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Theodore Roosevelt (1858–1919). Through the Brazilian Wilderness. 1914.

Page 41

hardened to the insect plagues of Guiana and the Orinoco. But they reported that never had they been so tortured as in the Chaco. The sand-flies crawled through the meshes in the mosquito-nets, and forbade them to sleep; if in their sleep a knee touched the net the mosquitoes fell on it so that it looked as if riddled by birdshot; and the nights were a torment, although they had done well in their work, collecting some two hundred and fifty specimens of birds and mammals.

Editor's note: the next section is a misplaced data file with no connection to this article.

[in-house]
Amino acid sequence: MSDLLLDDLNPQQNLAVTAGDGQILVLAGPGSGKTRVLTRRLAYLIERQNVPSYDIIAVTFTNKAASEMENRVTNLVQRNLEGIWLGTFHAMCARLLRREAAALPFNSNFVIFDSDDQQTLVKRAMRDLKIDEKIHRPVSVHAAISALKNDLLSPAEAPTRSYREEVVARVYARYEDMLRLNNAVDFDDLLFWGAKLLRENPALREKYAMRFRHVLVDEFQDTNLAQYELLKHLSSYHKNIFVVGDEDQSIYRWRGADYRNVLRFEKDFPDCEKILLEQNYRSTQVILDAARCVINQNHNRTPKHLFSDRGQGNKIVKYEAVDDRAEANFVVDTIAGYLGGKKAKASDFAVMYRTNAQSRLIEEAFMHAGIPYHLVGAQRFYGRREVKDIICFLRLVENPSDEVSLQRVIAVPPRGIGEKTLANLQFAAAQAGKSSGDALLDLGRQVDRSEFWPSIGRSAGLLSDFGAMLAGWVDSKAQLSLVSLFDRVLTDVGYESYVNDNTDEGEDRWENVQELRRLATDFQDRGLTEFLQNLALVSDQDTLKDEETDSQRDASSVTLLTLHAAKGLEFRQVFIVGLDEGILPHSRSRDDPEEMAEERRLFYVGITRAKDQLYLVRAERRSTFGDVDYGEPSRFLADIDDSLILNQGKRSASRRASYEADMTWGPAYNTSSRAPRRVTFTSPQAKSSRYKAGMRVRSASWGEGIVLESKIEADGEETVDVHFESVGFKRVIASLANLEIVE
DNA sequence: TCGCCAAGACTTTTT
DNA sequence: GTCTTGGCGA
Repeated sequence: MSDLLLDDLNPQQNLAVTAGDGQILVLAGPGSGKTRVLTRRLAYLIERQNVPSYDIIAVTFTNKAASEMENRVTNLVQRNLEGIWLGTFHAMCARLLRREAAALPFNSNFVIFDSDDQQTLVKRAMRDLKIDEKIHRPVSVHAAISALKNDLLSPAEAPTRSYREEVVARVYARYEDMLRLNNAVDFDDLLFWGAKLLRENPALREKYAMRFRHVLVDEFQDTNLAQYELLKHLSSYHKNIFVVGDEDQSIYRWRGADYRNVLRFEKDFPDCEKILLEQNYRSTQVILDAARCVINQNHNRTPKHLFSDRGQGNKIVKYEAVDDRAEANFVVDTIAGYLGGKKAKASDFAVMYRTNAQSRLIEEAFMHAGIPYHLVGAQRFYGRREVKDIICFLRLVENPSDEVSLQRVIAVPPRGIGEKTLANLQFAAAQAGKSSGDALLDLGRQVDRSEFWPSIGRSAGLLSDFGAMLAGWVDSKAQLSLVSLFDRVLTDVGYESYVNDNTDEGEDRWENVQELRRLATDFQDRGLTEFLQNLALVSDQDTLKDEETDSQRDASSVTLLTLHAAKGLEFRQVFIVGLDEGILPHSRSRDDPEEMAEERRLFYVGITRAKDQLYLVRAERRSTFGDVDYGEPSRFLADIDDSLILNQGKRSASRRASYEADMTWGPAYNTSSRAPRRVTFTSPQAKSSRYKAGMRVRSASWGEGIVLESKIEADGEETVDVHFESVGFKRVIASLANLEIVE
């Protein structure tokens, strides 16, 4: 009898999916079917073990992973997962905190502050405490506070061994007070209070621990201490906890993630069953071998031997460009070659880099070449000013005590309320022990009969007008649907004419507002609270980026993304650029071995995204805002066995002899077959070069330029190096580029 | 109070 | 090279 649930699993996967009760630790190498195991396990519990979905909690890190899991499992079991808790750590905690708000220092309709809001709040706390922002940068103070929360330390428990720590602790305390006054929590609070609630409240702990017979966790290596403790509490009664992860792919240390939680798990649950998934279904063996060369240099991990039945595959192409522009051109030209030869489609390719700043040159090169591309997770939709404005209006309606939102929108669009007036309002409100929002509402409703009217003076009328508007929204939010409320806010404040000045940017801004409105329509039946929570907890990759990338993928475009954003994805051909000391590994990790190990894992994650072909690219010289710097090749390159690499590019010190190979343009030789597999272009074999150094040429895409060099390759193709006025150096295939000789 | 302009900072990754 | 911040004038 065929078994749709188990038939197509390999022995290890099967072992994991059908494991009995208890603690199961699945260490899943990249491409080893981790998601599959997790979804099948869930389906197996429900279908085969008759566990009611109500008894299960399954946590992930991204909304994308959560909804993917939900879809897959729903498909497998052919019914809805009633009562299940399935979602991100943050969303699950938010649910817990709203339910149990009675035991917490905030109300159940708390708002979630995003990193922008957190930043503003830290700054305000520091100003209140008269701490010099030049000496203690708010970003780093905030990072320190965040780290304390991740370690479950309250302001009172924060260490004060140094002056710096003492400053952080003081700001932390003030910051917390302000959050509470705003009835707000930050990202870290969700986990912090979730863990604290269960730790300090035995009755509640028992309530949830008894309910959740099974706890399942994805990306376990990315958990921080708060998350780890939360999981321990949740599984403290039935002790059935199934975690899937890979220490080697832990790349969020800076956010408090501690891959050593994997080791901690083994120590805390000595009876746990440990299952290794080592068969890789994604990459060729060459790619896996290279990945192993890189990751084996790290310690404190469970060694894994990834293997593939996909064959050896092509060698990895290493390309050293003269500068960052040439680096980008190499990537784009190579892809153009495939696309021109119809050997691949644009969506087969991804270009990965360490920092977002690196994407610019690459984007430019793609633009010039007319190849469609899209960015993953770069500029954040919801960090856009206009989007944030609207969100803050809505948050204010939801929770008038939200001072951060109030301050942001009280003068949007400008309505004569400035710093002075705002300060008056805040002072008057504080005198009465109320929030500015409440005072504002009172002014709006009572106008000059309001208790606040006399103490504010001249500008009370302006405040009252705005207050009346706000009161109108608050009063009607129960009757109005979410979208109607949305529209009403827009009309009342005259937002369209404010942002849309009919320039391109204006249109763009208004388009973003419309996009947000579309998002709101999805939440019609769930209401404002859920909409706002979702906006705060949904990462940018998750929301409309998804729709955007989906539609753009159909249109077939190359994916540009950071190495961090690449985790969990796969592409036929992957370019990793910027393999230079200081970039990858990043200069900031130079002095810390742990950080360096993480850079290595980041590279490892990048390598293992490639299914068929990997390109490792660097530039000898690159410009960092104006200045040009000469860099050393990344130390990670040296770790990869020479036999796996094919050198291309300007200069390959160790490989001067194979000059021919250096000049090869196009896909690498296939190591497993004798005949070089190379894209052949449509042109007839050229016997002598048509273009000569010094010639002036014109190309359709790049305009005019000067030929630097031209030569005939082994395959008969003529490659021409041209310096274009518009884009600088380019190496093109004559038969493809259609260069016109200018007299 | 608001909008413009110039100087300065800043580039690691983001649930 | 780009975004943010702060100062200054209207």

Nevertheless for some as yet inscrutable reason the river served as a barrier to certain insects which are menaces to the cattlemen. With me on the gunboat was an old Western friend, Tex Rickard, of the Panhandle and Alaska and various places in between. He now has a large tract of land and some thirty-five thousand head of cattle in the Chaco, opposite Concepcion, at which city he was to stop. He told me that horses did not do well in the Chaco but that cattle throve, and that while ticks swarmed on the east bank of the great river, they would not live on the west bank. Again and again he had crossed herds of cattle which were covered with the loathsome bloodsuckers; and in a couple of months every tick would be dead. The worst animal foes of man, indeed the only dangerous foes, are insects; and this is especially true in the tropics. Fortunately, exactly as certain differences too minute for us as yet to explain render some insects deadly to man or domestic animals, while closely allied forms are harmless, so, for other reasons, which also we are not as yet able to fathom, these insects are for the most part strictly limited by geographical and other considerations. The war against